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Missouri MS Task Force Releases First Report

May 8, 2017

The bi-partisan Missouri Multiple Sclerosis Task Force released it's first report detailing recommendations on how the state can help address critical issues facing people with MS. The issues are
categorized as follows:
  1.  Access to Quality Health Care:
    1. Isolation and Mental Health
    2. Connections and Awareness
    3. Rural Health Care Access
    4. Telehealth/Telemedicine
  2. Insurance Reform:
    1. Barriers to Medication Access: Administrative Burdens, High Cost and inadequate Information, a perspective from the National MS Society, perspective from a neurologist and a pharmacist
  3. Needs and Barriers to Persons with MS being able to be Independent:
    1. Transportation
    2. Housing: Affordable and Accessible
    3. Public Housing
    4. Home and Community-bases Services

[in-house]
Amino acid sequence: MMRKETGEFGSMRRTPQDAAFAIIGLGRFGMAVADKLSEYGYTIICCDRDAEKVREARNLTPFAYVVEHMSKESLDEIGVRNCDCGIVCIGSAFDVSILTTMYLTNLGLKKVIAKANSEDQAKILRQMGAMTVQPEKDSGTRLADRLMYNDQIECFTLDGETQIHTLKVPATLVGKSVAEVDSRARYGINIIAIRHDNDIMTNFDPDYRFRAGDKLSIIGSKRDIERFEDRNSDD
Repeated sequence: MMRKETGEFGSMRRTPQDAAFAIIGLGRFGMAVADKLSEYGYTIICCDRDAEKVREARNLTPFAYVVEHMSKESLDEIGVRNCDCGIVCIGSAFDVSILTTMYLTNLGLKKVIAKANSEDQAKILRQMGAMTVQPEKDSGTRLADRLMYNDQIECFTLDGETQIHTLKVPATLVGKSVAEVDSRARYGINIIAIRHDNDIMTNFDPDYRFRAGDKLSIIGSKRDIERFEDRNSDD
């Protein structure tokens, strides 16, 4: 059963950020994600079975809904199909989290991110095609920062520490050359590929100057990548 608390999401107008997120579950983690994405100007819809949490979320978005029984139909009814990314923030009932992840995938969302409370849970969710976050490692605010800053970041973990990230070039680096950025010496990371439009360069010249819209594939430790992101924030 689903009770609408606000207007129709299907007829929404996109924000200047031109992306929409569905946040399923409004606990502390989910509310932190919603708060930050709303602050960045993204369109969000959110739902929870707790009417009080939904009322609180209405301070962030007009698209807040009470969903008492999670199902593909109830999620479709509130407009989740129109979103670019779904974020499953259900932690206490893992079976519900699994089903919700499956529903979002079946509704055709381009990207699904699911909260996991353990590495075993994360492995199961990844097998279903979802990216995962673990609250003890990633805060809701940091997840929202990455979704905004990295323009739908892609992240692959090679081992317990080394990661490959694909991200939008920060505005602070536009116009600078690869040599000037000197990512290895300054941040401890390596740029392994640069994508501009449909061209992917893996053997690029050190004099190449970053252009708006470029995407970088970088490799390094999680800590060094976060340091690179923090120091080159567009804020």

The purpose of the MS Task force was to develop strategies to identify and address the unmet
needs of persons with MS in order to enhance the quality of life of persons living with MS by
maximizing productivity and independence, and addressing the emotional, social and vocational
challenges of persons with MS; and to develop strategies to provide persons with MS greater
access to various treatments and other therapeutic options that may be available.

The MS Task Force met in Jefferson City and through teleconference to develop these recommendations and was chaired by Darnetta Clinkscale. 

About Multiple Sclerosis

Multiple sclerosis is an unpredictable, often disabling disease of the central nervous system that disrupts the flow of information within the brain, and between the brain and body. Symptoms range from numbness and tingling to blindness and paralysis. The progress, severity and specific symptoms of MS in any one person cannot yet be predicted, but advances in research and treatment are leading to better understanding and moving us closer to a world free of MS. Most people with MS are diagnosed between the ages of 20 and 50, with at least two to three times more women than men being diagnosed with the disease. MS affects more than 2.3 million people worldwide.


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